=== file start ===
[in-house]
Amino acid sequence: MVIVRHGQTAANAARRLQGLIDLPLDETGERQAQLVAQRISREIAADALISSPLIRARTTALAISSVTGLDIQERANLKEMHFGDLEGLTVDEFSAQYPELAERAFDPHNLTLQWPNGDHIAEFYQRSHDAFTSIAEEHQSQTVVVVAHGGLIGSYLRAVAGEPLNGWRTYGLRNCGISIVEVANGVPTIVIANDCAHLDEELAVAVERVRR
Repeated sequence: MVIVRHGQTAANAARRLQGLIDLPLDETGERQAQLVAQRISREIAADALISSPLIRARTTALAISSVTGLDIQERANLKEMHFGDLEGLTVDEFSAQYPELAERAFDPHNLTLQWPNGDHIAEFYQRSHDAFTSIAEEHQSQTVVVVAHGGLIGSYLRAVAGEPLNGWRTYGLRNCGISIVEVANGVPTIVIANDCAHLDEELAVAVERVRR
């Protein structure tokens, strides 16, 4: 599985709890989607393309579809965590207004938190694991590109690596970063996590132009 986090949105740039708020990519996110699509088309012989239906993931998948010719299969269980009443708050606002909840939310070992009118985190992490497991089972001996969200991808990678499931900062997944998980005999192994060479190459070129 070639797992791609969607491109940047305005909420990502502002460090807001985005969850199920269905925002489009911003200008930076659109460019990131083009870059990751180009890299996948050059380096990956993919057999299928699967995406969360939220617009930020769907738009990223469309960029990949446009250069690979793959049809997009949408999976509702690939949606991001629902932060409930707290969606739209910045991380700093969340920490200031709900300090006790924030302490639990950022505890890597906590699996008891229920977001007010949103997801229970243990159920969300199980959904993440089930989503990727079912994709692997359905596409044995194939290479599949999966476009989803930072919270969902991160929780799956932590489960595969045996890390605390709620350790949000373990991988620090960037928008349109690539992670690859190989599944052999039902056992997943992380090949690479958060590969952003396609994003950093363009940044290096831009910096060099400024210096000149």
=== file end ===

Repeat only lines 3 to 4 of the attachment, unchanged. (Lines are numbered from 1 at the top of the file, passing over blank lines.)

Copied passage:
Repeated sequence: MVIVRHGQTAANAARRLQGLIDLPLDETGERQAQLVAQRISREIAADALISSPLIRARTTALAISSVTGLDIQERANLKEMHFGDLEGLTVDEFSAQYPELAERAFDPHNLTLQWPNGDHIAEFYQRSHDAFTSIAEEHQSQTVVVVAHGGLIGSYLRAVAGEPLNGWRTYGLRNCGISIVEVANGVPTIVIANDCAHLDEELAVAVERVRR
């Protein structure tokens, strides 16, 4: 599985709890989607393309579809965590207004938190694991590109690596970063996590132009 986090949105740039708020990519996110699509088309012989239906993931998948010719299969269980009443708050606002909840939310070992009118985190992490497991089972001996969200991808990678499931900062997944998980005999192994060479190459070129 070639797992791609969607491109940047305005909420990502502002460090807001985005969850199920269905925002489009911003200008930076659109460019990131083009870059990751180009890299996948050059380096990956993919057999299928699967995406969360939220617009930020769907738009990223469309960029990949446009250069690979793959049809997009949408999976509702690939949606991001629902932060409930707290969606739209910045991380700093969340920490200031709900300090006790924030302490639990950022505890890597906590699996008891229920977001007010949103997801229970243990159920969300199980959904993440089930989503990727079912994709692997359905596409044995194939290479599949999966476009989803930072919270969902991160929780799956932590489960595969045996890390605390709620350790949000373990991988620090960037928008349109690539992670690859190989599944052999039902056992997943992380090949690479958060590969952003396609994003950093363009940044290096831009910096060099400024210096000149």